Stocks finished mixed Monday, led lower by semiconductor issues. The major indexes vacillated all day as investors weighed a number of countervailing factors: continued worries over inflation and possible interest rate hikes; strong March-quarter corporate earnings; and better-than-expected new home sales in March.
The Dow Jones industrial average ended down 28.11 points, or 0.27%, to 10,444.73. The broader Standard & Poor's 500-stock index gained a mere 0.67 point, to finish at 1,140.6. The tech-heavy Nasdaq composite index lost 13 points, or 0.64%, to 2,036.77.
Semiconductor losses led to a 2.7% drop in the Philadelphia Semiconductor index (SOX.X). Biotech shares led the gainers, with homebuilders benefiting from the outstanding new home sales report. Weighing on the Dow, Wal-Mart (WMT) fell 1.4% on weak April sales data. Oil stocks rose on supply concerns following terrorist attempts to damage offshore drilling platforms in Iraq.
Market fundamentals -- good earnings news, above-the-bar guidance, and strong reads of the economy -- seem to be a call to the bulls, but the market won't lift. While many analysts point to fears of interest rate hikes, Peter Cardillo, chief market strategist at S.W. Bach, thinks that sellers are fretting more about geopolitical concerns. "There's a little bit of a chill running though the market space, as we continue to see insurgence in Iraq and the possibility of further geopolitical problems down the road," he says.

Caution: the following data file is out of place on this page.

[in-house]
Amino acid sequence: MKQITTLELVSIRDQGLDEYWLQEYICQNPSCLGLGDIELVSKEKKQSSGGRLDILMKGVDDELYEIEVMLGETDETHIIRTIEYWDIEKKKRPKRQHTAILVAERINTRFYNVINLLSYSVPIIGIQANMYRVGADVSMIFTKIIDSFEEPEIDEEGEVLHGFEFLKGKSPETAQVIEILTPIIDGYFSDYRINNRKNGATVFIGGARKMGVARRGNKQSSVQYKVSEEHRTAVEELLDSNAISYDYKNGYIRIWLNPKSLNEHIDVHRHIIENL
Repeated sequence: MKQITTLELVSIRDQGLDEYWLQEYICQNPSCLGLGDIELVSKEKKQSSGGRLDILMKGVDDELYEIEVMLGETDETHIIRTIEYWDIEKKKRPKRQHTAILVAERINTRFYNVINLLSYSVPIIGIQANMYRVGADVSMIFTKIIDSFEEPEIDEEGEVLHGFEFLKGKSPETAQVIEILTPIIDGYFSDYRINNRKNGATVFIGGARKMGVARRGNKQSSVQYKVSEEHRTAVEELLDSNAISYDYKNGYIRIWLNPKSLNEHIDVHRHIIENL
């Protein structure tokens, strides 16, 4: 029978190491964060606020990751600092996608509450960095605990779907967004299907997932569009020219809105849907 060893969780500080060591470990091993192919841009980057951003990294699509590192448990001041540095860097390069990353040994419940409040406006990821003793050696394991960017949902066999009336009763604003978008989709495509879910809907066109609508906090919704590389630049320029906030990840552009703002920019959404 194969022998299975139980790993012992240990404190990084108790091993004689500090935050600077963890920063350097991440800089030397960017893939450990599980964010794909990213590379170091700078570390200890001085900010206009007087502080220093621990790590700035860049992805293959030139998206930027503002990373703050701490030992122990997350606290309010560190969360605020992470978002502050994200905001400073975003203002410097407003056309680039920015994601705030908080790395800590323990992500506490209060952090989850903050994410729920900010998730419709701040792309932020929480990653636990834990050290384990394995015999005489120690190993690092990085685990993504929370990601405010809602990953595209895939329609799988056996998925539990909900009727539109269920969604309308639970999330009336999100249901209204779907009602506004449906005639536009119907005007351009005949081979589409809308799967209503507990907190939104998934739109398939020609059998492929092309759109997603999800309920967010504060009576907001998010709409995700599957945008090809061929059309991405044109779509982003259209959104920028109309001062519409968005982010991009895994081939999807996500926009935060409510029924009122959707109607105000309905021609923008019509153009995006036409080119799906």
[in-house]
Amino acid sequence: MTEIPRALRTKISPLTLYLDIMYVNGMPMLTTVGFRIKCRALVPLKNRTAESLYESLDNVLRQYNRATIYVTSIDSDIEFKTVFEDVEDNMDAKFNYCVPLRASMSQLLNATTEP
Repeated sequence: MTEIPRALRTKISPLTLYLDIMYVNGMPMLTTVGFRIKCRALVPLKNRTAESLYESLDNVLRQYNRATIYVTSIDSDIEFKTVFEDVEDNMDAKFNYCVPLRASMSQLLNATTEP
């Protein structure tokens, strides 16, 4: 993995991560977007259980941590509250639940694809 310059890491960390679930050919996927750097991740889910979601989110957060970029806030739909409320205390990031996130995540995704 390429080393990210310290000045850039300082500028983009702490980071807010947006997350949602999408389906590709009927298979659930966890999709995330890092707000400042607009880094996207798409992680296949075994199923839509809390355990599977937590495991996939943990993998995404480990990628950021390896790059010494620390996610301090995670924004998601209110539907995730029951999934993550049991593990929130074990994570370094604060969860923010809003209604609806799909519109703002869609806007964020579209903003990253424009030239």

UBS Financial chief bond strategist Ian Douglas notes that the market sees a 46% chance of the Federal Reserve hiking interest rates in August, up from around 12% at the beginning of April. S&P's MarketScope reports Douglas saying that a sharp spike in this week's GDP report or personal consumption expenditure deflators "is all that will be needed to take the probability from minority to majority view."
In economic news, new home sales data for March arrived stronger than expected, surging 8.9% to a 1.228 million annual pace, up from last month's downwardly-revised reading of 1.128 million. Inventories of new homes for sale slipped to a tight 3.7-months worth, while the median price rose 8.8% year-over-year. Strong demand remains, despite expected interest rate hikes, "while better employment growth ahead could also offset some of the impact of higher mortgage rates from an income view," reports economic research firm, Informa Global Markets.